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Reviewing books for several venues, I am often contacted privately and asked to review a book. Recently, I was emailed by Katherine Albrecht, Ed.D asking for a review of her children's book, I Won't Take the Mark.
I was hesitant. I don't review children's literature. However, I've always been interested in the interpretation of the New Testament's Book of Revelation. Also, my wife, who has a better, more personalized ideal of religion than me, thought it might be an interesting book to read to our 5-year-old daughter.
That said, I also believed neither of us, my wife or I, might not be able give the book a fair review because we are Roman Catholics. Roman Catholics have a nuanced, historical view of the Bible. Those interested in the Catholic interpretation of Revelation can find it here, but a summation might be quoted:
This book contains an account of visions in symbolic and allegorical language borrowed extensively from the Old Testament, especially Ezekiel, Zechariah, and Daniel. Whether or not these visions were real experiences of the author or simply literary conventions employed by him is an open question.
But I said, "Yes." The book arrived. We have read it.
It was, in essence, as I expected: it is nicely illustrated rendition of the Book of Revelations with simplified interpretations of the text on one page, with the Biblical text from the King James version of the Bible on the page opposite. Readers should note, though, that the characters—most importantly, the renditions of Jesus—are based on modern people, although there are people of color. Jesus, in fact, looks like the typical Anglo. I suspect here, as elsewhere, such unrealistic portrayals are made to create empathy. Readers should also be aware that some images might be disturbing, such as a guillotine.
In spite of some of the more disturbing illustrations, the book is directed toward children up to ages of 10-to-12. As noted, its theological audience would be conservative Protestant, and within that group, believers who approach the Bible as the literal Word of God.
My wife read it to our daughter two or three times, and our daughter, in fact, asked me to read it to her, which I did. My wife and I found the language focused accurately on the audience—that is, it is consistent with language comprehensive of children between the ages of 5-and-12 years of age.
My wife especially liked that it reinforced Bible verses with plain language, which will make it valuable to those who adhere to the theology expressed.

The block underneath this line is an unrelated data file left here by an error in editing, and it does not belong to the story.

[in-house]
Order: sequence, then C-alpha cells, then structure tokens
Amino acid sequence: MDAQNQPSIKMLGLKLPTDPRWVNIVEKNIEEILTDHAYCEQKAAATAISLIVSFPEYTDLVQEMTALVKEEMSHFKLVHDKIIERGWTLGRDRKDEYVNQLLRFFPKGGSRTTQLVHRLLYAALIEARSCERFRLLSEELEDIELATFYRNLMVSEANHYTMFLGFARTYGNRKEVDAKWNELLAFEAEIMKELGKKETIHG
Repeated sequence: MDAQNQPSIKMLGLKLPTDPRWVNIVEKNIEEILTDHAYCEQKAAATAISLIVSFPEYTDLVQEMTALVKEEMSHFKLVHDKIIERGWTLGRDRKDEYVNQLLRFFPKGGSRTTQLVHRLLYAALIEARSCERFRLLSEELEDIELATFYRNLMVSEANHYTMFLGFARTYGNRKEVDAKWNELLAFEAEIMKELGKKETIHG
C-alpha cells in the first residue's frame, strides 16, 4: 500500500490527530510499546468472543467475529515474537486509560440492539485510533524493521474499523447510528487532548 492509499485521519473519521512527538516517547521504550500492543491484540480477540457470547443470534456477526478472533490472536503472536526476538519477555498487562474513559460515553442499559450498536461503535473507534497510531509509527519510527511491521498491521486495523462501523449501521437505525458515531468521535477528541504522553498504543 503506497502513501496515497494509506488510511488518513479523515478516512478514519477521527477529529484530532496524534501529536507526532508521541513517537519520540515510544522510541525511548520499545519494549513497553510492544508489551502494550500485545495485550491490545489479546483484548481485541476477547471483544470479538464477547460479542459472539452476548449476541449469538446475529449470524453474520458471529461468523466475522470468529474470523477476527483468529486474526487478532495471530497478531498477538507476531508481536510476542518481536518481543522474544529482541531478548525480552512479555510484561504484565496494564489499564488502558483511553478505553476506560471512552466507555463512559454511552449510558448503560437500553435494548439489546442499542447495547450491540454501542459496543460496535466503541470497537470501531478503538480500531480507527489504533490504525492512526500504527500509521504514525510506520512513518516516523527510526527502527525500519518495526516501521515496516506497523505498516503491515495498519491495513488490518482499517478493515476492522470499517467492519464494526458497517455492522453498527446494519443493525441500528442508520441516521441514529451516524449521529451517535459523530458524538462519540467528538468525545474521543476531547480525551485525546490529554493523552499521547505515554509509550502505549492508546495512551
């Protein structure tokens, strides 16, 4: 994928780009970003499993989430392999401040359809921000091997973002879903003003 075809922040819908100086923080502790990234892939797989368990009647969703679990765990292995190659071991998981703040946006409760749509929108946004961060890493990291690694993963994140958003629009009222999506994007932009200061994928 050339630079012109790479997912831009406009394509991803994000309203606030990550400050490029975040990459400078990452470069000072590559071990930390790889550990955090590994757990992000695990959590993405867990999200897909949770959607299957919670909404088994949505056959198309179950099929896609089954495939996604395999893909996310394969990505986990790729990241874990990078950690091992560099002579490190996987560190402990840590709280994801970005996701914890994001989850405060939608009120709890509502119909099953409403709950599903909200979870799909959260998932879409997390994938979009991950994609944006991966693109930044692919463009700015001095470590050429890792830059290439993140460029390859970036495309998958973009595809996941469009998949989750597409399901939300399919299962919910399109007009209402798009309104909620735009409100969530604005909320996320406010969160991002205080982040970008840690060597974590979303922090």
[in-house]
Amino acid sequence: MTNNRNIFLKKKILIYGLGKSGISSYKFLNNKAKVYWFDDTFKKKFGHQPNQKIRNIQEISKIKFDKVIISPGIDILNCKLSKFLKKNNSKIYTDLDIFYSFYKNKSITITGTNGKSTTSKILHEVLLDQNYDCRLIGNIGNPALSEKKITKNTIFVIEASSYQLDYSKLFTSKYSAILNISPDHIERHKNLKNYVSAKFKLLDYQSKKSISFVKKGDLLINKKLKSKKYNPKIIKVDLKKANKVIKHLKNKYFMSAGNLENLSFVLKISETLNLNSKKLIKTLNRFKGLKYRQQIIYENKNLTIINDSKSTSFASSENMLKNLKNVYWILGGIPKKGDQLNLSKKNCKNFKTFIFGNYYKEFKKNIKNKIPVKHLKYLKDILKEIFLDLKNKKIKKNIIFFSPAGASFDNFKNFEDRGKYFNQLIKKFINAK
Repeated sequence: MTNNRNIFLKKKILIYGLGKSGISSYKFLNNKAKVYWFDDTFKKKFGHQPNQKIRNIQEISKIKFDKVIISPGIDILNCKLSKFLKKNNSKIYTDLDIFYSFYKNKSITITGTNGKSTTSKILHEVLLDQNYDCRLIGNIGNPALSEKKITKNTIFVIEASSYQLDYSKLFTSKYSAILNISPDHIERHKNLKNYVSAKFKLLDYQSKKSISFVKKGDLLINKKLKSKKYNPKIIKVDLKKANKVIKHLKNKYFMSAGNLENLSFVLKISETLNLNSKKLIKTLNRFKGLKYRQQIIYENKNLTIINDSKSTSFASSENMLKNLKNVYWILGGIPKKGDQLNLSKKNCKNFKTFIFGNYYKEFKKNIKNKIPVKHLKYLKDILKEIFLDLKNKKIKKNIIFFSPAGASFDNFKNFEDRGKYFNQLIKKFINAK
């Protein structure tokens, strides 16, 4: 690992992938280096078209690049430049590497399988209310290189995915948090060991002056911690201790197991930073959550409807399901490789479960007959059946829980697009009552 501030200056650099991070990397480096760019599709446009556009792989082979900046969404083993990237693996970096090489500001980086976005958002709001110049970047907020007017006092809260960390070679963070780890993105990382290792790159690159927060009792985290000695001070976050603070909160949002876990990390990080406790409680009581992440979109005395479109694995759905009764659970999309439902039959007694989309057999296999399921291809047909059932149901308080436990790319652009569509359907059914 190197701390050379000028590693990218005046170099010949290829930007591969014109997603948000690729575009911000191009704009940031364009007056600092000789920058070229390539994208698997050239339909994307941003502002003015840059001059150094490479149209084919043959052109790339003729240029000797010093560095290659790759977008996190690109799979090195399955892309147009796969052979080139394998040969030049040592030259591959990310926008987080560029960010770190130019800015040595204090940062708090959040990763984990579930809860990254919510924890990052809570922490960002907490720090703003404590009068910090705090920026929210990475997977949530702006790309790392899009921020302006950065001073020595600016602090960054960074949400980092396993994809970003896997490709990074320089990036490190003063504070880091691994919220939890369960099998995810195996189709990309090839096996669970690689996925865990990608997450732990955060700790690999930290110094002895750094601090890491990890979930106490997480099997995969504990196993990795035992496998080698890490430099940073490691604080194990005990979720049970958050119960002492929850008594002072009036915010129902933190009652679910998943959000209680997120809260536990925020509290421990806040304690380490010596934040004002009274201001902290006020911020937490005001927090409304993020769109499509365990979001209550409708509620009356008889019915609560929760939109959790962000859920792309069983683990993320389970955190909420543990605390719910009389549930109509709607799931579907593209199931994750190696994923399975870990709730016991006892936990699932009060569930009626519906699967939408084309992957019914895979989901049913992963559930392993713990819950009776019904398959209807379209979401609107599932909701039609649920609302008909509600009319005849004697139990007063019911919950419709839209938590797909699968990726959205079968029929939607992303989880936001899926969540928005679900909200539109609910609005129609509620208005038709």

A text more in keeping with our Roman Catholic beliefs would not rely on a literal interpretation of Biblical texts. It is not here for me to explain fully the Roman Catholic approach to the Bible, but I personally believe there is power in symbolism. Truly, it is my personal opinion that there is no other method of interpreting the "holy mystery" which is creation without symbolism and metaphor.
With that in mind, I believe any discussion of "the mark of the beast" is an element of Holy Scripture interpreting end times requires metaphor. For example, I have a small tattoo of the infinity symbol. My daughter asked me if that was the mark of the beast.
"How about when we go to the fair and I get my face painted?" she asked. "Is that a beast mark?"
That, perhaps, is the sort of question a parent should be prepared to answer when reading this book to a child.
My wife and I both believe evil is manifest in this world, and so we tried to reassure our little girl that one of the Creator's gifts is free will, that there is a right to say "No," to reject evil, when it perceived to be present. Is that part of the Book of Revelation? It is, in the sense of those of us who believe that even as metaphor Revelations reminds us that evil is real and eternal, and it acts in this mortal world.
Recognizing from the overwhelmingly positive Amazon reviews that there is an audience for Albrecht's children's book, I can recommend I Won't Take The Mark for an evangelical Christian audience.
Other believers will find merit in it, but a thoughtful parent will be prepared to answer questions from youngsters who are confused or disturbed by the complex theology (interpreted in Albrecht's book) within the Book of Revelation.